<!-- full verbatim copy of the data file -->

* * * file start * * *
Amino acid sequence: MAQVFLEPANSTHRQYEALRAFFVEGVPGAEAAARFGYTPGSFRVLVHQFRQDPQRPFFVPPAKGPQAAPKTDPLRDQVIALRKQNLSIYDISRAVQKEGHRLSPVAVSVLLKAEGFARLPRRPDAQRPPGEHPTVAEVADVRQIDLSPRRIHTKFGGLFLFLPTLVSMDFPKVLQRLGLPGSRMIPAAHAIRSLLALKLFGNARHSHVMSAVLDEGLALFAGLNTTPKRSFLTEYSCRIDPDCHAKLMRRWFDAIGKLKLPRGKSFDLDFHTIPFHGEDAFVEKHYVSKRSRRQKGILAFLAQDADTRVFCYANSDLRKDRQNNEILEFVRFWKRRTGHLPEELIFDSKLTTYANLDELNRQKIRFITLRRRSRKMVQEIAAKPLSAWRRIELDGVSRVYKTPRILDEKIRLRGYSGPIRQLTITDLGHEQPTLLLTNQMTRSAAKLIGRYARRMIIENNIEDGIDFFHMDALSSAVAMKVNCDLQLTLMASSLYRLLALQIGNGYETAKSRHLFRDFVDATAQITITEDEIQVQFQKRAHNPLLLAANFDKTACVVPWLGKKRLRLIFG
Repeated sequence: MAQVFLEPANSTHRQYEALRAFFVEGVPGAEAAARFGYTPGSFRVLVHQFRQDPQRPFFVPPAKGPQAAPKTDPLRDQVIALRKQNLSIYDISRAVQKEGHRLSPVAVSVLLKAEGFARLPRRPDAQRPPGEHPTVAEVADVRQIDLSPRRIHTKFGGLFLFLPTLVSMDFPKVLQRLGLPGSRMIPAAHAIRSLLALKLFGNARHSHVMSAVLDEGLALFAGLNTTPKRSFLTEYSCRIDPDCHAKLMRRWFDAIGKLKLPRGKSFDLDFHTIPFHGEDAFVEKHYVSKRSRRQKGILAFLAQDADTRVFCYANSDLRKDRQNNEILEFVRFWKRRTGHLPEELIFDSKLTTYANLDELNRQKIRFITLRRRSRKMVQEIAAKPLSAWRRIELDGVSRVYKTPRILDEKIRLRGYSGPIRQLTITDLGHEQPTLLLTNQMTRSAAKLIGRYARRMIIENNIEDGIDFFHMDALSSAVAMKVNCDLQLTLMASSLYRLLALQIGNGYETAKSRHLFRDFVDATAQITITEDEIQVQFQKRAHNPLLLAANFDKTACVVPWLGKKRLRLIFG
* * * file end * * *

Amino acid sequence: MAQVFLEPANSTHRQYEALRAFFVEGVPGAEAAARFGYTPGSFRVLVHQFRQDPQRPFFVPPAKGPQAAPKTDPLRDQVIALRKQNLSIYDISRAVQKEGHRLSPVAVSVLLKAEGFARLPRRPDAQRPPGEHPTVAEVADVRQIDLSPRRIHTKFGGLFLFLPTLVSMDFPKVLQRLGLPGSRMIPAAHAIRSLLALKLFGNARHSHVMSAVLDEGLALFAGLNTTPKRSFLTEYSCRIDPDCHAKLMRRWFDAIGKLKLPRGKSFDLDFHTIPFHGEDAFVEKHYVSKRSRRQKGILAFLAQDADTRVFCYANSDLRKDRQNNEILEFVRFWKRRTGHLPEELIFDSKLTTYANLDELNRQKIRFITLRRRSRKMVQEIAAKPLSAWRRIELDGVSRVYKTPRILDEKIRLRGYSGPIRQLTITDLGHEQPTLLLTNQMTRSAAKLIGRYARRMIIENNIEDGIDFFHMDALSSAVAMKVNCDLQLTLMASSLYRLLALQIGNGYETAKSRHLFRDFVDATAQITITEDEIQVQFQKRAHNPLLLAANFDKTACVVPWLGKKRLRLIFG
Repeated sequence: MAQVFLEPANSTHRQYEALRAFFVEGVPGAEAAARFGYTPGSFRVLVHQFRQDPQRPFFVPPAKGPQAAPKTDPLRDQVIALRKQNLSIYDISRAVQKEGHRLSPVAVSVLLKAEGFARLPRRPDAQRPPGEHPTVAEVADVRQIDLSPRRIHTKFGGLFLFLPTLVSMDFPKVLQRLGLPGSRMIPAAHAIRSLLALKLFGNARHSHVMSAVLDEGLALFAGLNTTPKRSFLTEYSCRIDPDCHAKLMRRWFDAIGKLKLPRGKSFDLDFHTIPFHGEDAFVEKHYVSKRSRRQKGILAFLAQDADTRVFCYANSDLRKDRQNNEILEFVRFWKRRTGHLPEELIFDSKLTTYANLDELNRQKIRFITLRRRSRKMVQEIAAKPLSAWRRIELDGVSRVYKTPRILDEKIRLRGYSGPIRQLTITDLGHEQPTLLLTNQMTRSAAKLIGRYARRMIIENNIEDGIDFFHMDALSSAVAMKVNCDLQLTLMASSLYRLLALQIGNGYETAKSRHLFRDFVDATAQITITEDEIQVQFQKRAHNPLLLAANFDKTACVVPWLGKKRLRLIFG